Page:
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Tech Stocks Poised to Rise on This Economic News

Money Morning Contributor

I hope you followed my advice and stayed in the market last month.

If not, I hope after you see what I have for you today that you’ll get back in.

As we’ve talked about in several recent conversations, I live by the credo “always have some money invested in tech stocks” – no matter how much “noise” you hear out of Wall Street and Washington.

Otherwise, you’ll miss opportunities to buy winning stocks when they are “on sale.” Worse, you’ll miss taking a big profit from the rebound.

And brand-new market data from Lipper proves this.

The S&P 500 Index rose 8.7% last month. That makes October the single best month for the broad market since October 2011, when the S&P 500 rose 10.9%.

And this all happened in the face of Wall Street’s fears about everything from a rising dollar to China’s slowing growth to the possibility that the U.S. Federal Reserve will raise interest rates by the end of the year.

With that in mind, today I want to review some historic economic numbers.

And then I’ll show you why you should be bullish about tech investing for the rest of 2015…

Wall Street Spooks Itself

tech stocks
If you’ve been following the financial news, you’ve seen the confusion and fearful misinformation out there regarding the market and the likelihood of an enormous October decline.

Indeed, long before Halloween rolled around, I had lost count of the number of “stories” suggesting we might see a stock market crash by the end of that month.

It was almost as if every mainstream pundit felt the need to write their own economic “Tales from the Crypt.”

Here’s a perfect example of just what I’m talking about. On Oct. 6, the online journal ETF Daily News carried this teaser headline: “Stock Market Crash October 2015? 9 of the 16 Largest Crashes in History Have Come This Month.”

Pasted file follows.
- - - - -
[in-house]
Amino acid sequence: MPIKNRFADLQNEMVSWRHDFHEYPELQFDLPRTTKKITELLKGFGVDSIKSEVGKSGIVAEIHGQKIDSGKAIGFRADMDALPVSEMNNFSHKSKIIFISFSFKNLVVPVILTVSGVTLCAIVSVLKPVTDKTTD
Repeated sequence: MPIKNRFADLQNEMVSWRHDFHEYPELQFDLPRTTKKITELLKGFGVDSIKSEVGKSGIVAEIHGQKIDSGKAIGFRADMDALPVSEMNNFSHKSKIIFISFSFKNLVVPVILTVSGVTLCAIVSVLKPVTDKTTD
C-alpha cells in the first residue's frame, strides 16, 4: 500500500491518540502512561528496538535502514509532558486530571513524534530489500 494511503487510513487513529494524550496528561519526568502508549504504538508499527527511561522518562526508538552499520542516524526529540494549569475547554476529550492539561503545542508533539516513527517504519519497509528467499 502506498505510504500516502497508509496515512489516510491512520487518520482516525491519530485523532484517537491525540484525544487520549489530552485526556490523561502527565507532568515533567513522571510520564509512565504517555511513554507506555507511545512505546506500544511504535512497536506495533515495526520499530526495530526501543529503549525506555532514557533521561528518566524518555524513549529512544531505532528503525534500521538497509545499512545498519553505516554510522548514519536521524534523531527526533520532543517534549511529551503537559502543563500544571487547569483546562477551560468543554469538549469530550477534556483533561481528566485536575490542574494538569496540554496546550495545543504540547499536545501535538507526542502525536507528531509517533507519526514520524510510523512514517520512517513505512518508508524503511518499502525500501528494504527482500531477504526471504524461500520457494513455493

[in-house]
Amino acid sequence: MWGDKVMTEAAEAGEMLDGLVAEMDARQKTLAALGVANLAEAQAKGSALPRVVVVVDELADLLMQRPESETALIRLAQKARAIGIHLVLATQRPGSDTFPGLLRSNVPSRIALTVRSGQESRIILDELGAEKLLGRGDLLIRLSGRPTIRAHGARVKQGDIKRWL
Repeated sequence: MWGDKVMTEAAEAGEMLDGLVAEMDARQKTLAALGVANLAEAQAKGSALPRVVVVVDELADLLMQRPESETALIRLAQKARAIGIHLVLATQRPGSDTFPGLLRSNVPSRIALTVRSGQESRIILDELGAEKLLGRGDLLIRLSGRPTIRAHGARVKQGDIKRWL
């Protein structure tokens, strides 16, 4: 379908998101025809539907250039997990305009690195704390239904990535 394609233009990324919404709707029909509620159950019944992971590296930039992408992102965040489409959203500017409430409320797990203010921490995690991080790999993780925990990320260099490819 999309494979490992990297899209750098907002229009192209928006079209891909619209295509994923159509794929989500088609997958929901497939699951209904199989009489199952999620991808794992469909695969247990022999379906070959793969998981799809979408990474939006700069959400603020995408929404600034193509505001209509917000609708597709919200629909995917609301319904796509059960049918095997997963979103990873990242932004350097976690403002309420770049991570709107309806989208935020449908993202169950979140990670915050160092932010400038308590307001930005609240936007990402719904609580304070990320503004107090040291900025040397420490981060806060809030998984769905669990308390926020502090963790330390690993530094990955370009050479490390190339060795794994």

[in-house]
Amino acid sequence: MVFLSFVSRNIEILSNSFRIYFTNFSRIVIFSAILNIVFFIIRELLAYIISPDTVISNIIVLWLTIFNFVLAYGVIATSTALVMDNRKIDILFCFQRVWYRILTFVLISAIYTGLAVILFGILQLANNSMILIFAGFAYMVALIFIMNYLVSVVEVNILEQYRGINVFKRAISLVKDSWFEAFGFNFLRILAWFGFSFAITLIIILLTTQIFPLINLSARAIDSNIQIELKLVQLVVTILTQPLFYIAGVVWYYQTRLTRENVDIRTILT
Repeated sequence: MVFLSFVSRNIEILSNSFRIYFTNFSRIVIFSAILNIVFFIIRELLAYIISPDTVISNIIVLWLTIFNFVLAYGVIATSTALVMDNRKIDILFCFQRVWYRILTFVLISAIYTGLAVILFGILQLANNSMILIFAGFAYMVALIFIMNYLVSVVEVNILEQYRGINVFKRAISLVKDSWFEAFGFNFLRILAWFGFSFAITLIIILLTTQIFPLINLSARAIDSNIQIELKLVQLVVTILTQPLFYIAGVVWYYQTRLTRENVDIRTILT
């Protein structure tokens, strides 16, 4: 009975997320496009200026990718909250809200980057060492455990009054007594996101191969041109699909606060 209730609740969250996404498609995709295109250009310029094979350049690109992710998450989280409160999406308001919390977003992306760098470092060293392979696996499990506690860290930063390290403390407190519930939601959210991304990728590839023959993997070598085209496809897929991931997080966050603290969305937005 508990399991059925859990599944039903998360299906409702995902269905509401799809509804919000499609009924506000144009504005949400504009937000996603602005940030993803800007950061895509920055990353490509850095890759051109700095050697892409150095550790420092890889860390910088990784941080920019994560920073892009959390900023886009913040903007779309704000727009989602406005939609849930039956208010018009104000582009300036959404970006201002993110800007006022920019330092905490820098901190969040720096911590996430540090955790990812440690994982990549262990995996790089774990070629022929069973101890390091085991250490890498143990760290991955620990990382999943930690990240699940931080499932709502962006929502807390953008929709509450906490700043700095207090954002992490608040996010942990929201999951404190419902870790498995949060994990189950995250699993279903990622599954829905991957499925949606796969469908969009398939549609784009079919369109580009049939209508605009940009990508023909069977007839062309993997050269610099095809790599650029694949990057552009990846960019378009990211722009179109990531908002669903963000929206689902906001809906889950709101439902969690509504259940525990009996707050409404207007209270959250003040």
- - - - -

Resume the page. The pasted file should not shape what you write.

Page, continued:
The article hedged its hysteria a bit by pointing out that the data didn’t ensure we’d see the market plummet. But its general thesis was still: “We should all be on alert.”

Just the opposite occurred. Through Nov. 5, the S&P 500 was up more than 2% for the year. While those aren’t stellar profits, it’s far from a crash.

And what we should “be on alert” for isn’t a crash – but tech stock “Buy” opportunities.

Because without drawing significant media attention, tech stocks have managed to crush the broader market.

The tech-centric Nasdaq Composite Index had gained 8.3% this year – more than four times the S&P 500’s return over the period.

With that in mind, I want to look at key economic data that helped drive the market higher and why I believe these factors constitute an “unstoppable trend” that will be good for tech investors at least through the end of this year.

Looking Good at Home and Abroad

Let’s start with the excellent jobs numbers that were released on Friday.

At 5%, the jobless rate stands at its lowest level since April 2008 – before the Great Recession.

Nonfarm payrolls for the month rose by a seasonally adjusted 271,000, which is more than 50% higher than what economists had predicted.

U.S. exports are also doing much better than what most analysts had expected, especially when you look at what’s happened with the dollar. Measured in October, the dollar has gained 13% in the past year against a basket of other currencies. With such a big surge, you’d expect to see exports down sharply.

That’s because when the dollar rises in value against other currencies, U.S. goods become more expensive overseas. However, despite their relative costliness, American exports remain strong.

And those strong U.S. exports are a particularly welcome sign for technology investors. That’s because technology accounts for roughly 18% of all U.S. exports. In fact, based on 2013 numbers, the last year for full data, the World Bank estimates the value of our tech exports at $147.8 billion, up 11.6% since 2009, when the economy was coming out of the financial crisis.